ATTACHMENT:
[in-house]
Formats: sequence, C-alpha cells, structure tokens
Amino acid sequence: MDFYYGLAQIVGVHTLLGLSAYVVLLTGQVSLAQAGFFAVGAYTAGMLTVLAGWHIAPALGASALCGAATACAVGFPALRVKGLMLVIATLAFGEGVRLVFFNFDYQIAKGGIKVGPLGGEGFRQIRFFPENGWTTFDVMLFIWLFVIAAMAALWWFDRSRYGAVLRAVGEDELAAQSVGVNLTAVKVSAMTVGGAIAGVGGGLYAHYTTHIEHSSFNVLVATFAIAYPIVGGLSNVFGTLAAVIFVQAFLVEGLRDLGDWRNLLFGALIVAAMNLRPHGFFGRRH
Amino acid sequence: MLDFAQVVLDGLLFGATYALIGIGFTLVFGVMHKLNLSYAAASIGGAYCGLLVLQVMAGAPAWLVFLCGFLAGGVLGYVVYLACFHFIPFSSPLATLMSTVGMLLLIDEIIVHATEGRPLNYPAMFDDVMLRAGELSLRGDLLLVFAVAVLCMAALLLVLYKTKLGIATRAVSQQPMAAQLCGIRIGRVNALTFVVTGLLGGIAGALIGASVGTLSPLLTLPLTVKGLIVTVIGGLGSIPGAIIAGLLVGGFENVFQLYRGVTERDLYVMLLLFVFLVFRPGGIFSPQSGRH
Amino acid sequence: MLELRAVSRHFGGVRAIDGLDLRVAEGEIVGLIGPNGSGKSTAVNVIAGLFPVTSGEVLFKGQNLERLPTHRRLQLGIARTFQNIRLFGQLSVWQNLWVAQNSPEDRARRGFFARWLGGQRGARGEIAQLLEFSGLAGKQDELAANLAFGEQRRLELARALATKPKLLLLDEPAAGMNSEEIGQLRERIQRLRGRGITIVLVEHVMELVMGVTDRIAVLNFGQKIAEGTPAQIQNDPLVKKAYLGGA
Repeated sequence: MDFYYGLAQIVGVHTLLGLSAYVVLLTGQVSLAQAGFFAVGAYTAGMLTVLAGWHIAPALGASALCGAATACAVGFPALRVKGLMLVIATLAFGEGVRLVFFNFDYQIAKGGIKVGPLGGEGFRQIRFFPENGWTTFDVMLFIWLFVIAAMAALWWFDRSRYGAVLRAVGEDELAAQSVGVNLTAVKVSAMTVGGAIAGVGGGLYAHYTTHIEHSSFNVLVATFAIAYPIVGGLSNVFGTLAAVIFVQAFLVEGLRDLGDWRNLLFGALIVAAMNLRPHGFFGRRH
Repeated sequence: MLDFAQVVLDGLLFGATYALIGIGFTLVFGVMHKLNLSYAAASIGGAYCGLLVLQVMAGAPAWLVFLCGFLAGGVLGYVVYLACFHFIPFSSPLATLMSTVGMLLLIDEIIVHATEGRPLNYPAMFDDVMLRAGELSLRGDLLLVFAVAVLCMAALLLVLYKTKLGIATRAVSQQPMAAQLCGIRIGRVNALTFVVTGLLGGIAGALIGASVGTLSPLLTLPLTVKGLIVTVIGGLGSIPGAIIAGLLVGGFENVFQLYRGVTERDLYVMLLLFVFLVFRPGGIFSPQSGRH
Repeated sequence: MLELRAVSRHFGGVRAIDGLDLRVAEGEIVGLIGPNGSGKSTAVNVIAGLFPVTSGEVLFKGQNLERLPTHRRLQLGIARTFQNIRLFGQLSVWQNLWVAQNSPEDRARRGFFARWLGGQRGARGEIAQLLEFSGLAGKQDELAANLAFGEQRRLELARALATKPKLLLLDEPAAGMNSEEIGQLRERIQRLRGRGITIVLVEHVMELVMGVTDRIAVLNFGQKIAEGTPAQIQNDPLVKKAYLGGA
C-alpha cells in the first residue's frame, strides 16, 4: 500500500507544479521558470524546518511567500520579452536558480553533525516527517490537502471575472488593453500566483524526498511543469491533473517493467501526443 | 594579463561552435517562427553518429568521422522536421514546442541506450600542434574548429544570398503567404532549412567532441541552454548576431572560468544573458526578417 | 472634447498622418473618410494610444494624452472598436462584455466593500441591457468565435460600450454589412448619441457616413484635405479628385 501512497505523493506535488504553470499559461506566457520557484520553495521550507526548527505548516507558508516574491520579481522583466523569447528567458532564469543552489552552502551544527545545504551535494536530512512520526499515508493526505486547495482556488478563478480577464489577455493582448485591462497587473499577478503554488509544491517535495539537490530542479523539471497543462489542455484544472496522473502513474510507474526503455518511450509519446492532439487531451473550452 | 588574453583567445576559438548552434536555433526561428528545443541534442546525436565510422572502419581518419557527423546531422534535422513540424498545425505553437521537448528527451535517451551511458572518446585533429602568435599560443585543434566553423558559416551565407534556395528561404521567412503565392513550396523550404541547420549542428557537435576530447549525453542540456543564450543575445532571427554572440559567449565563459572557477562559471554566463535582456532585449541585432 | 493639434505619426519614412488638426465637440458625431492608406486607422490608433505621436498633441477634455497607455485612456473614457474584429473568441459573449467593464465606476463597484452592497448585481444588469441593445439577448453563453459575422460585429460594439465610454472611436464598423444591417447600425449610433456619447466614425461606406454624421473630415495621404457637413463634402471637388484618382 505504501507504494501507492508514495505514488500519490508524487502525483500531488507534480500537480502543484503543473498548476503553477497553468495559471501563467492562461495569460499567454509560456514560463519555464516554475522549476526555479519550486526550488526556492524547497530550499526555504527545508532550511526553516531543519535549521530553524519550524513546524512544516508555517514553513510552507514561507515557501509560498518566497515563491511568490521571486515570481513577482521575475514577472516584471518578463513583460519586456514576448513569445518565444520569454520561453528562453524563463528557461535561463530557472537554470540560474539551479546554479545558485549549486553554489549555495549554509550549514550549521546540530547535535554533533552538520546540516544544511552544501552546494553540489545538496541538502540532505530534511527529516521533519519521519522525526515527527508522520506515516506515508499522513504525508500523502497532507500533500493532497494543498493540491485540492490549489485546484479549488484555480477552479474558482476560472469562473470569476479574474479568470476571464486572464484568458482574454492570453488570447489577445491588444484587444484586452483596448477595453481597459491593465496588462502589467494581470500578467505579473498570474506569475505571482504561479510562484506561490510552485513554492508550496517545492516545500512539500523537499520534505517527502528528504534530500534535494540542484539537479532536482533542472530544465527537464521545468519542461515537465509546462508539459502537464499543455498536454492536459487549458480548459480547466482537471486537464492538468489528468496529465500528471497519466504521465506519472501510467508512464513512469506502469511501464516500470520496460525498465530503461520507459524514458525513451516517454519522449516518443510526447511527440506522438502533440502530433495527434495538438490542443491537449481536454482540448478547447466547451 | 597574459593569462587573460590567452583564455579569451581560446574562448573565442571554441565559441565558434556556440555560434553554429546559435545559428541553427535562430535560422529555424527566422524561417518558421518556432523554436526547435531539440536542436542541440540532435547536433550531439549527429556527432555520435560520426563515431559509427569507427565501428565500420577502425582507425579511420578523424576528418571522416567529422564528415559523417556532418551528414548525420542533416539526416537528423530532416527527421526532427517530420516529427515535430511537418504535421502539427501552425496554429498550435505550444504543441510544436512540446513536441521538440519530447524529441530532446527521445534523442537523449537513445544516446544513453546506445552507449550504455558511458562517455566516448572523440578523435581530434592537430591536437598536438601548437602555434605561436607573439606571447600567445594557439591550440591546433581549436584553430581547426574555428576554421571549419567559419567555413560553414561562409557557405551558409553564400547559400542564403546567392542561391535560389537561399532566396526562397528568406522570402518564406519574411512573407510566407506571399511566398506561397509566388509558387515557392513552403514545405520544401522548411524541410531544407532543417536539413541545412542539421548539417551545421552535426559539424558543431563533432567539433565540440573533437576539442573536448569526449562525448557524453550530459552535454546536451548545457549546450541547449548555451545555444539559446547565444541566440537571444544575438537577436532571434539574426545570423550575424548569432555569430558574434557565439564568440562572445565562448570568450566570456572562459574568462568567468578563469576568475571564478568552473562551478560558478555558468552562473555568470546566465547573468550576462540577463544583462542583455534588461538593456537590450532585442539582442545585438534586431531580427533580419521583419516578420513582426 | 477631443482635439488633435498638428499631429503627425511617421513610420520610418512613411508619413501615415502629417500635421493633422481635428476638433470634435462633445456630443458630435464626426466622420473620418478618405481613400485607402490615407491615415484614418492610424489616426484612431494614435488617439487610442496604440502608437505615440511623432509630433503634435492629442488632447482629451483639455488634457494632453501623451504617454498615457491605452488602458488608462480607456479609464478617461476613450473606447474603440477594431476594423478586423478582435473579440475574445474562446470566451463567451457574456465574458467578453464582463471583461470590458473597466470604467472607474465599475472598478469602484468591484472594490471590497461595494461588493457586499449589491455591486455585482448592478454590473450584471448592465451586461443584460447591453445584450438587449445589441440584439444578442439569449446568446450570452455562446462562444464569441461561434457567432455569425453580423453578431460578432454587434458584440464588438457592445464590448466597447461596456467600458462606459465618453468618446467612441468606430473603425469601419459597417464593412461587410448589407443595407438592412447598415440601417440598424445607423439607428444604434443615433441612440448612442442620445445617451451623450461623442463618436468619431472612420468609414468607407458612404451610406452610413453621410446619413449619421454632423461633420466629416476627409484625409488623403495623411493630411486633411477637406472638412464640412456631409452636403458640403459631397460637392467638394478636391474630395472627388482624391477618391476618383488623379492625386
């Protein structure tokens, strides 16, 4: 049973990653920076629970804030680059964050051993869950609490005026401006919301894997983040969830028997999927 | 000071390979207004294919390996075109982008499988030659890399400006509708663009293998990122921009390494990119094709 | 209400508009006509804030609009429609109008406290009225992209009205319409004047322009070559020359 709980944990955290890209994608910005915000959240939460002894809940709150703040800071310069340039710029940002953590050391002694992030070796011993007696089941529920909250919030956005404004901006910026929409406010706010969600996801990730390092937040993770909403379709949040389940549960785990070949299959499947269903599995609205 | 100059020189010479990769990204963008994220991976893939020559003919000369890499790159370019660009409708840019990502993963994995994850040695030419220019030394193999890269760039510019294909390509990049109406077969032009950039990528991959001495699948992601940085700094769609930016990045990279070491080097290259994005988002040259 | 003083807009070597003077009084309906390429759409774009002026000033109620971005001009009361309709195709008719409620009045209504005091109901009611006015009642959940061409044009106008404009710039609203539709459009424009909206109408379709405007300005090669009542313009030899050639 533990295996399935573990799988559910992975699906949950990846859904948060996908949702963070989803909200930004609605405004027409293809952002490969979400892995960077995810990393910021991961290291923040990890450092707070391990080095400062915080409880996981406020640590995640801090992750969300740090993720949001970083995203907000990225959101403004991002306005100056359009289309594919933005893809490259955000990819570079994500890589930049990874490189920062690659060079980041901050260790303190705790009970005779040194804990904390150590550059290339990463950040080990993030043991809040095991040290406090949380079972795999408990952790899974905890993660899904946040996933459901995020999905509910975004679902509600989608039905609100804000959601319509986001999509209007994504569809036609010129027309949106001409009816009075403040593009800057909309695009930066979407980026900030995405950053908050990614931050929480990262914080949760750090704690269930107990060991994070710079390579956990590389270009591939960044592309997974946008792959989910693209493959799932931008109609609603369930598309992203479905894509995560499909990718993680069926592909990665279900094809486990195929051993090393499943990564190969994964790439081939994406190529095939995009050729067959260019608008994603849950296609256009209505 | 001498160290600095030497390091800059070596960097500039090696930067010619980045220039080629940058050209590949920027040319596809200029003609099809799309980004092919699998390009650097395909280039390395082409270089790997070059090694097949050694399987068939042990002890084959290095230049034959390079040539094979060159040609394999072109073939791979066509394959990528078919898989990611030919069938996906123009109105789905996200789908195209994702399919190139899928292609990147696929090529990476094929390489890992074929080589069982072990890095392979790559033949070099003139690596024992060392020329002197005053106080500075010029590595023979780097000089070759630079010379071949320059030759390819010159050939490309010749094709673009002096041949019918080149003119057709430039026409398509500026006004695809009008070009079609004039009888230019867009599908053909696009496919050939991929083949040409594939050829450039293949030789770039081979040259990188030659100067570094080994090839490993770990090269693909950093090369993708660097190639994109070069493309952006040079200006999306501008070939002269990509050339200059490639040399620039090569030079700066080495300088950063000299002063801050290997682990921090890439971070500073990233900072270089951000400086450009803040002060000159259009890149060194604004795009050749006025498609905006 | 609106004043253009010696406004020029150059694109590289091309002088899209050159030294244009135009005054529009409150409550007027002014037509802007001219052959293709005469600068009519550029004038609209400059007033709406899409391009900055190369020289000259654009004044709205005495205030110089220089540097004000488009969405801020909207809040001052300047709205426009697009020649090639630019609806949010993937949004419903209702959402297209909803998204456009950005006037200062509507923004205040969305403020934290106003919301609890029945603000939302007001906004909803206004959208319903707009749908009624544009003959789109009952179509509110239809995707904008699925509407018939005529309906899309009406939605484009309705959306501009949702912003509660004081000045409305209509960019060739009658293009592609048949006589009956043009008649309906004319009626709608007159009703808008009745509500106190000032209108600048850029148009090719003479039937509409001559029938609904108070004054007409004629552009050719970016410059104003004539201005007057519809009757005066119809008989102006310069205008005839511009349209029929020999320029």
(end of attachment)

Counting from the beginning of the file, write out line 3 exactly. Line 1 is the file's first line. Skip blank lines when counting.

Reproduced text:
Amino acid sequence: MDFYYGLAQIVGVHTLLGLSAYVVLLTGQVSLAQAGFFAVGAYTAGMLTVLAGWHIAPALGASALCGAATACAVGFPALRVKGLMLVIATLAFGEGVRLVFFNFDYQIAKGGIKVGPLGGEGFRQIRFFPENGWTTFDVMLFIWLFVIAAMAALWWFDRSRYGAVLRAVGEDELAAQSVGVNLTAVKVSAMTVGGAIAGVGGGLYAHYTTHIEHSSFNVLVATFAIAYPIVGGLSNVFGTLAAVIFVQAFLVEGLRDLGDWRNLLFGALIVAAMNLRPHGFFGRRH